by JF

This was written in the 1930s. It might be called a so-called “defense” of the Scriptures, although the author candidly and rightly acknowledges at the outset that the Scriptures need no defense; they defend themselves. Author Harry Rimmer had a Doctor of Divinity Degree. The fact that this book is, so far as this reader can tell, totally free from doctrinal error is a fascinating sign which shows that, unlike today, American seminaries were not completely polluted with secular and pagan heresies back in the 1930s.

There is not anything that really stands out about this book: It is written in a straightforward fashion, and the thoughts it contains are not terribly penetrating or unique–many Christian thinkers have put forward many of the same arguments, before and after. The book’s main strength is that it gives sound, scripturally backed apologetics at a reading level that most any Joe Six-Pack could understand.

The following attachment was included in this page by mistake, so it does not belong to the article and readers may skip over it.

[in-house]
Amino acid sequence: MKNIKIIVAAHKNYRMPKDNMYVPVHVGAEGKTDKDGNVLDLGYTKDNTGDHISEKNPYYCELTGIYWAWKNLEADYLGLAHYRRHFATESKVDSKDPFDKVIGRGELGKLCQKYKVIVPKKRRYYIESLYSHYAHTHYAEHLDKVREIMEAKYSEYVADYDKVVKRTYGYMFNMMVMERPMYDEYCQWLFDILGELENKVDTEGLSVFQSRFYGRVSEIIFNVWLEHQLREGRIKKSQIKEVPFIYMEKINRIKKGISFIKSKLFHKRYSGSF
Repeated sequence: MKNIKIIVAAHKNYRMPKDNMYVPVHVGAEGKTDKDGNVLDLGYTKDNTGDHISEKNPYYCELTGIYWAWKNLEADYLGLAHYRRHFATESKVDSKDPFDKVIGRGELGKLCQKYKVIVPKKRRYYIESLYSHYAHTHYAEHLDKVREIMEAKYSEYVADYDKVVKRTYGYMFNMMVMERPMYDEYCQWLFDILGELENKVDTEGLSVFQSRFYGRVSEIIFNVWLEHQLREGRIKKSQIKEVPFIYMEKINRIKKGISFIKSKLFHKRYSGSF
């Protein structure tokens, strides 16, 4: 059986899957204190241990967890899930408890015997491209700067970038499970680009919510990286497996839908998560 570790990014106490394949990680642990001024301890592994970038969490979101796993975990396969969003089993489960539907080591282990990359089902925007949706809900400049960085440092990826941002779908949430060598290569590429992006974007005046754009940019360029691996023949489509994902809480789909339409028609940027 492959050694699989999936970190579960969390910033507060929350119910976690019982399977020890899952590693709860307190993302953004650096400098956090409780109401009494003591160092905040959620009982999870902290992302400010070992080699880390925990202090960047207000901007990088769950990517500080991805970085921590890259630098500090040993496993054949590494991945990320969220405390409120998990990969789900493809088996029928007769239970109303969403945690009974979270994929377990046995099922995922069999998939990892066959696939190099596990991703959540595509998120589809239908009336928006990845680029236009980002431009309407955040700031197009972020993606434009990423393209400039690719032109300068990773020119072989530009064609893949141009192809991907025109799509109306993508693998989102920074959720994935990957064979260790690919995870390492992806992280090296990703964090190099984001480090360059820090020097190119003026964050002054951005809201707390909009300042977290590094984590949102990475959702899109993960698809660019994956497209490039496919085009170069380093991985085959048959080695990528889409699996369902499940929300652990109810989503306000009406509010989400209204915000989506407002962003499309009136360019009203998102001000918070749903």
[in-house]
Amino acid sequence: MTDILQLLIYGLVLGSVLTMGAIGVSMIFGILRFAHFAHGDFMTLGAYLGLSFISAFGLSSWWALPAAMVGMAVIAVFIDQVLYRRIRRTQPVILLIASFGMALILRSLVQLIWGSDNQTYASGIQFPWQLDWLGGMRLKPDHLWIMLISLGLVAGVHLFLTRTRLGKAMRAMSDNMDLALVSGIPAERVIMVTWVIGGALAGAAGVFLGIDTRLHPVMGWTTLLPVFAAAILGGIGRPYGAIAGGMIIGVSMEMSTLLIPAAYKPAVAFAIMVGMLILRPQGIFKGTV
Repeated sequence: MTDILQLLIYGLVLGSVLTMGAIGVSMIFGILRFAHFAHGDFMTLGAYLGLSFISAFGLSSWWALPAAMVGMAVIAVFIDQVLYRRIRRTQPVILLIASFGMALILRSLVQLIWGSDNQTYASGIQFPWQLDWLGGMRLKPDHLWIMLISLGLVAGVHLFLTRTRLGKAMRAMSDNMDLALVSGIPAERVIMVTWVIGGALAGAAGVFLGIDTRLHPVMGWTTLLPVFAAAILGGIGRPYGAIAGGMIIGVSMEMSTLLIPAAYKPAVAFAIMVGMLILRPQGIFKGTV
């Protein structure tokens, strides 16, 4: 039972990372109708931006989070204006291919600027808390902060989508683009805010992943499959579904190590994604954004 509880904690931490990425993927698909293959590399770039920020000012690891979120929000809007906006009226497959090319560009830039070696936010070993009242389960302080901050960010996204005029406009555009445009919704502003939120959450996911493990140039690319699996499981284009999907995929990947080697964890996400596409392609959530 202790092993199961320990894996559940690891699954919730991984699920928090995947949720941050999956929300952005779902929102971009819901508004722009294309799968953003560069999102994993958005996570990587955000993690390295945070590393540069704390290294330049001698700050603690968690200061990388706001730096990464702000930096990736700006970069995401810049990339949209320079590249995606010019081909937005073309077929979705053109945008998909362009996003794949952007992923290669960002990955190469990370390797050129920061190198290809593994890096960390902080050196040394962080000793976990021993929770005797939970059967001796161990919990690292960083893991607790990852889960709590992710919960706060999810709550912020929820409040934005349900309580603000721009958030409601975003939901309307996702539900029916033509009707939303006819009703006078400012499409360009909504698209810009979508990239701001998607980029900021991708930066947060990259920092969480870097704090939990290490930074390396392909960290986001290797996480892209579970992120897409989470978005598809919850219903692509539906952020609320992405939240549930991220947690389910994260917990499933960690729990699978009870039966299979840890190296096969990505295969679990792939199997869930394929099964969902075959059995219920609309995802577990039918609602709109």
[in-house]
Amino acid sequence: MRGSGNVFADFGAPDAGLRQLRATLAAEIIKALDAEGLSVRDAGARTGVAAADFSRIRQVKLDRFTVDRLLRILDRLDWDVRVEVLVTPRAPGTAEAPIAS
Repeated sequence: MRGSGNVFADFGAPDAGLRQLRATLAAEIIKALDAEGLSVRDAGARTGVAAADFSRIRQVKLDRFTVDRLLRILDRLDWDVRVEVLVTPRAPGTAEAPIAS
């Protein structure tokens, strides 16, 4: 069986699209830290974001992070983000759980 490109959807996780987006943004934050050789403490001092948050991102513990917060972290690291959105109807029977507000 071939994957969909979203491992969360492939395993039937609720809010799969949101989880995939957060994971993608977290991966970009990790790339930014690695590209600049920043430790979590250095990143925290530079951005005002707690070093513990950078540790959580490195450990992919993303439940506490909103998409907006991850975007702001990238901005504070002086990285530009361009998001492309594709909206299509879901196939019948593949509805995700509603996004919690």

Perhaps the last 1/3 of the book stands out as a kind of highlight, however, for here Mr. Rimmer examines the nature of prophecy, explaining why biblical prophecy is totally unique, and he also goes into much detail over a number of the famous prophecies of the Lord of Scripture that came true in later history in astounding fashion.

Rating: Δ Δ Δ Δ